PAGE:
What is a "point of interest"? That is the question the renowned British photographer Peter Marlow poses in his latest exhibition, which takes a decidedly oblique viewof the world and places centre stage that which would more often be overlooked.
Marlow has worked as a photojournalist for the celebrated Magnum agency for the past 30 years, his projects taking him to more than 80 countries, from Africa via the Americas to the Eastern bloc.
But over the past two decades, he has worked on a personal project alongside his main commissions, shooting on reflex anything that captured his eye. Unlike the immediacy of photojournalism, there is no innate narrative to the imagery, but rather an eerie sense that something has happened, and it is for the viewer to muse upon exactly what: the safe in the derelict room, for instance; the shopping trolley in the lake; the tree emerging from a window. As it happens, the first of these was left at Islington's Gainsborough Studios, the home of many a B movie from 1924 to 1951, which was stripped of artefacts before being demolished in 2002 – only the safe was too heavy to move; the trolley, meanwhile, was shot in Milton Keynes – redolent, perhaps, of our throwaway society; while the tree is there to keep goats out of a school in a Cypriot town abandoned during the island's intercommunal violence. But none of this is known to the casual viewer.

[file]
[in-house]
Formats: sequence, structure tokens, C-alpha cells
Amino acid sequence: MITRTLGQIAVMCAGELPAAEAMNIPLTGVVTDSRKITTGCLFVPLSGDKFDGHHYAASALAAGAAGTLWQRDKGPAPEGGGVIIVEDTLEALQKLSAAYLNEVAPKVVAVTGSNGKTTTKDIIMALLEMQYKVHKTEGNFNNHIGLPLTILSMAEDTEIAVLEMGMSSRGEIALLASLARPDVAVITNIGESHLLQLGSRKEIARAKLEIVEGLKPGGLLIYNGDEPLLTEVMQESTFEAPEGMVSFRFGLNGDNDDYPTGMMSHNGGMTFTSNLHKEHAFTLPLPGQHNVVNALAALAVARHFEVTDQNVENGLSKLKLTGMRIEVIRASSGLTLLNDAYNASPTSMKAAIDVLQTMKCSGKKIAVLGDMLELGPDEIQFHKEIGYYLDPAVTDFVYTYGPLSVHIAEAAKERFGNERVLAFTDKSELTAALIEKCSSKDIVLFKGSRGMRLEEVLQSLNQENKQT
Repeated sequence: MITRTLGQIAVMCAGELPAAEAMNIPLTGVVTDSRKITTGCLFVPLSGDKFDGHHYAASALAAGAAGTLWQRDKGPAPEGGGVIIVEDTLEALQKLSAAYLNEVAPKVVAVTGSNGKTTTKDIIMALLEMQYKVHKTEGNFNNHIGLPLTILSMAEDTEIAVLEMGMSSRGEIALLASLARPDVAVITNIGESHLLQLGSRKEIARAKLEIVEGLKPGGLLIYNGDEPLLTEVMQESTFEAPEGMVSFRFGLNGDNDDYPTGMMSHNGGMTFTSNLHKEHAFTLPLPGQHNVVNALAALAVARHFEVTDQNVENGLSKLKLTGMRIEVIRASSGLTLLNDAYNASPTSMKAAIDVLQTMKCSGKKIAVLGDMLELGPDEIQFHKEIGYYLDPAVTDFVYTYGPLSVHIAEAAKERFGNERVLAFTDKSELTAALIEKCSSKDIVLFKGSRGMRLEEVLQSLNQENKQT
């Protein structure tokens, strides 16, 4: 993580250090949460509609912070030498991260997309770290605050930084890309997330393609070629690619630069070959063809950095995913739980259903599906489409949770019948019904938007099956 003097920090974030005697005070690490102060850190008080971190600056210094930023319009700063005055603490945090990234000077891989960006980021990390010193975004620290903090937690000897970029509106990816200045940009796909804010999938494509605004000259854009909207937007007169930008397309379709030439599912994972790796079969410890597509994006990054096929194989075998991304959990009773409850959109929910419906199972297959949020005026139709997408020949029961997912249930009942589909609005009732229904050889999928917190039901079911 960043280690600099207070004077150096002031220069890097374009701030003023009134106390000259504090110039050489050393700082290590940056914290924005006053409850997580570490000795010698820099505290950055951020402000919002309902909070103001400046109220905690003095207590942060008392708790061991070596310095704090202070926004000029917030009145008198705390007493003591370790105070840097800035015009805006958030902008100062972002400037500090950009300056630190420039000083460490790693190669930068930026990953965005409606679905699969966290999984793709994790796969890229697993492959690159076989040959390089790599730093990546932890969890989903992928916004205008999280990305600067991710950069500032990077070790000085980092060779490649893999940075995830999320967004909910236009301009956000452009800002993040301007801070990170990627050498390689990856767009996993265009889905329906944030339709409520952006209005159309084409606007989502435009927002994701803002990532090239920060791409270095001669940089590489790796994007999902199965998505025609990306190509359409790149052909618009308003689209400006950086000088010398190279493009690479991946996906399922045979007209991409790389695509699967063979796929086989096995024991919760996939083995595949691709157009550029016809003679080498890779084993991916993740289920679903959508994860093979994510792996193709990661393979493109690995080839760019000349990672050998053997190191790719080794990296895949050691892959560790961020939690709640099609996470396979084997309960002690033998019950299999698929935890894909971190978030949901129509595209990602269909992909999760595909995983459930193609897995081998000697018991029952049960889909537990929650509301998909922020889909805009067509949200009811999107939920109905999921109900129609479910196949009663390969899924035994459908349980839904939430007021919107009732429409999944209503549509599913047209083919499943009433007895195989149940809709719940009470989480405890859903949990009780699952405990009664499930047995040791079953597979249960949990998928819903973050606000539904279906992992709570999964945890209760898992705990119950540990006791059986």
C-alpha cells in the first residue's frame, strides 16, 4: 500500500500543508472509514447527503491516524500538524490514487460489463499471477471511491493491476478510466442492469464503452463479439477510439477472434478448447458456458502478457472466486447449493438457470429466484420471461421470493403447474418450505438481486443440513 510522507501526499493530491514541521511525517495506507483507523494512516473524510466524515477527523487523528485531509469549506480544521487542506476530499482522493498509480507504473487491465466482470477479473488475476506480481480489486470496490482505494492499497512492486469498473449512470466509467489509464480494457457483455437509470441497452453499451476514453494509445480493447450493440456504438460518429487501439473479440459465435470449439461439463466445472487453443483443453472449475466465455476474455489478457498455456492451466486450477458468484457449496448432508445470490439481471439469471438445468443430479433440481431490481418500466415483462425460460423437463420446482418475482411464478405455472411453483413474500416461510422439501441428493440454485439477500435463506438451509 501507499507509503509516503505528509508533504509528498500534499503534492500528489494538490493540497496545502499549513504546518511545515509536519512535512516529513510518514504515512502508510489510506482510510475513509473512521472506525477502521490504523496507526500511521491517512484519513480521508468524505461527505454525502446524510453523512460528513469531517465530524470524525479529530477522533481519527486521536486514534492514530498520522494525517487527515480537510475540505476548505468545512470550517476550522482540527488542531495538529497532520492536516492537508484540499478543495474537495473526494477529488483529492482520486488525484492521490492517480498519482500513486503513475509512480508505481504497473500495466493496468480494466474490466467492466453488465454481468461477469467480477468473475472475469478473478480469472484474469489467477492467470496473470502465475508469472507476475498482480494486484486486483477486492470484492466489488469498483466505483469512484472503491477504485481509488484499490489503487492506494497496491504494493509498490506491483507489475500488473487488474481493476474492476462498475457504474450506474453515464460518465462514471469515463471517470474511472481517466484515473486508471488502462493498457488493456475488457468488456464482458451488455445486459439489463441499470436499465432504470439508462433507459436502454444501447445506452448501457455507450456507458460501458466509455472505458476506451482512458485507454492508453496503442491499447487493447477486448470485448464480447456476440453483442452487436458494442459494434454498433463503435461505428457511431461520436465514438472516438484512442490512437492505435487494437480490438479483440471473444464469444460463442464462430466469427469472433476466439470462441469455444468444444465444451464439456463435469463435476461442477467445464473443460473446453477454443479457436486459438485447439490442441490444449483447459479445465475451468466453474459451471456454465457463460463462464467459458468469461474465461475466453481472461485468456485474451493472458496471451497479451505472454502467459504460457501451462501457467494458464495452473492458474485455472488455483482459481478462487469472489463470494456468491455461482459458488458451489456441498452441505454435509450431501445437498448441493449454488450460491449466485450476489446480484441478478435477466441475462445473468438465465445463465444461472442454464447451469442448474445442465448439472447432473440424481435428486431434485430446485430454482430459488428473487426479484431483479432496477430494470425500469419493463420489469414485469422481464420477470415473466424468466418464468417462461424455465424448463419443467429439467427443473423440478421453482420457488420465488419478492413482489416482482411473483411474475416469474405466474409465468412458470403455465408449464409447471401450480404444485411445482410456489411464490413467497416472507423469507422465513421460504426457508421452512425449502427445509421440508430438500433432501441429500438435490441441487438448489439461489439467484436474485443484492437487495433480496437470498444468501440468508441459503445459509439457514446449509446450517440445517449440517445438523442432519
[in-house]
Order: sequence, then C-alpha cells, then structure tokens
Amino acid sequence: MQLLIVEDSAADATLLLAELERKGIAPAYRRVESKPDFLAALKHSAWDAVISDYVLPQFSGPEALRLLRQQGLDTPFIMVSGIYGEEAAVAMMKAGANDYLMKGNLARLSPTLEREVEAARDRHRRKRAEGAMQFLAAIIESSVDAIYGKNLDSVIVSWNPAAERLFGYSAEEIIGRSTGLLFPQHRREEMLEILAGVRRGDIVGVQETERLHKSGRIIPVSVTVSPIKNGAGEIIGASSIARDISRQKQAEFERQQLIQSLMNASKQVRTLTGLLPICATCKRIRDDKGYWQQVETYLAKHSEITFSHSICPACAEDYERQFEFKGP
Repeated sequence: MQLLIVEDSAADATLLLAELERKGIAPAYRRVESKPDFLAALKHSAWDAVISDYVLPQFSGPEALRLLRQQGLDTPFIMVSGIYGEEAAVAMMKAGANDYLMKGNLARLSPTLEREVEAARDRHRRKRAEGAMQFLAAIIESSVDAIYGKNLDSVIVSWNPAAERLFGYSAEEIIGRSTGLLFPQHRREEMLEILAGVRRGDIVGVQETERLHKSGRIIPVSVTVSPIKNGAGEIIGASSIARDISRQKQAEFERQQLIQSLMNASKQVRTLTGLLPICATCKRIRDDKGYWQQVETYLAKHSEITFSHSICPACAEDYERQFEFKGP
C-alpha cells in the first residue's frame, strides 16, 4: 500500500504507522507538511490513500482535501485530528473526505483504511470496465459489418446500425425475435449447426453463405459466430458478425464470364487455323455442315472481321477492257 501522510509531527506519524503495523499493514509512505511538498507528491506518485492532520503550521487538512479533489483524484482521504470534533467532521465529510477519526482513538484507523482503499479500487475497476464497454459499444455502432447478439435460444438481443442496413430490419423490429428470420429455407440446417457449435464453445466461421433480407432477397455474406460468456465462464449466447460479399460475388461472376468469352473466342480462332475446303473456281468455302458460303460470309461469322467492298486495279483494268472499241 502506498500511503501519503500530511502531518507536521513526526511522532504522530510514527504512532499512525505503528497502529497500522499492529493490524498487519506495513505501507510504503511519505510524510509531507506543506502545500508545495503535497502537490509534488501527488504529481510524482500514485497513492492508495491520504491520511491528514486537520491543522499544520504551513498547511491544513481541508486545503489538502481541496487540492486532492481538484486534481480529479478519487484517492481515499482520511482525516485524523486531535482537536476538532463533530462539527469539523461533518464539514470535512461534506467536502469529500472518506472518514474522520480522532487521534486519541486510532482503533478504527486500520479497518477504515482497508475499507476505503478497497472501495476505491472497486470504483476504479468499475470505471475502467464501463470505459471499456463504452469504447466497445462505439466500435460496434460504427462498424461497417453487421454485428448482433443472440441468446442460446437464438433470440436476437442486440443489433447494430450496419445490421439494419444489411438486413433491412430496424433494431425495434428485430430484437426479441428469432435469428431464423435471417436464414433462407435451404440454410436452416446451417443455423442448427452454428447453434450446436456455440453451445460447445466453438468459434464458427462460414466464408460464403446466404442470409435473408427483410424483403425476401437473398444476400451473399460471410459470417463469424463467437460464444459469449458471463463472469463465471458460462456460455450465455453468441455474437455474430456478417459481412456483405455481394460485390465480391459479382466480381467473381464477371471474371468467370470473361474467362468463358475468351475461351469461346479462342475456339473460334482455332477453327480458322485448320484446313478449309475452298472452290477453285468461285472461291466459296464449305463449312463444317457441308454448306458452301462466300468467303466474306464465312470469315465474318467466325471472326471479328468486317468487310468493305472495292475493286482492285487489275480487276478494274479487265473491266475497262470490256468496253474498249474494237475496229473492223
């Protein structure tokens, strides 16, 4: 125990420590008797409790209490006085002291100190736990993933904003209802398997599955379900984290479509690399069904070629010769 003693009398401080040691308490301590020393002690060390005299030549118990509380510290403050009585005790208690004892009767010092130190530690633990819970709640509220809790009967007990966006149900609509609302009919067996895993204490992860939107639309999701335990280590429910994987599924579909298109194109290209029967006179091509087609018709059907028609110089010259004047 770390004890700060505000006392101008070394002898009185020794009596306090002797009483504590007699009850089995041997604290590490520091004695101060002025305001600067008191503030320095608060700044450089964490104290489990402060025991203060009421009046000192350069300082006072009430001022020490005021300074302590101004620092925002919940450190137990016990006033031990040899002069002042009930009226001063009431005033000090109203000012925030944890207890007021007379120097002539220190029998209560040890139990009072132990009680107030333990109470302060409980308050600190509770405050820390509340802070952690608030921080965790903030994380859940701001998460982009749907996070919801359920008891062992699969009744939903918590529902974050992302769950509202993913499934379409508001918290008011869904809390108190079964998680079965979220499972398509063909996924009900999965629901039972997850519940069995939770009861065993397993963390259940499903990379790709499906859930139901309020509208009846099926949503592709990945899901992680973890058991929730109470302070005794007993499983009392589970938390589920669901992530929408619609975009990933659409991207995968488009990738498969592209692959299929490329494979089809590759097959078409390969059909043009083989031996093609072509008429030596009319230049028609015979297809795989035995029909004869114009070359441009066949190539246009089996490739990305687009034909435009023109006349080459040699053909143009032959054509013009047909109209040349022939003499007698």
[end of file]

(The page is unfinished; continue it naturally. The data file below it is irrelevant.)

"I'm fascinated by the idea of telling a story without much going on in the shot," says Marlow. "I compare it to staring out of a train window, not looking at much, but as you fall asleep, those images come back into your head. It's very subjective."
'Point of Interest' is at the Wapping Project Bankside, London SE1 ( thewappingproject bankside.com), from Tuesday to 2 July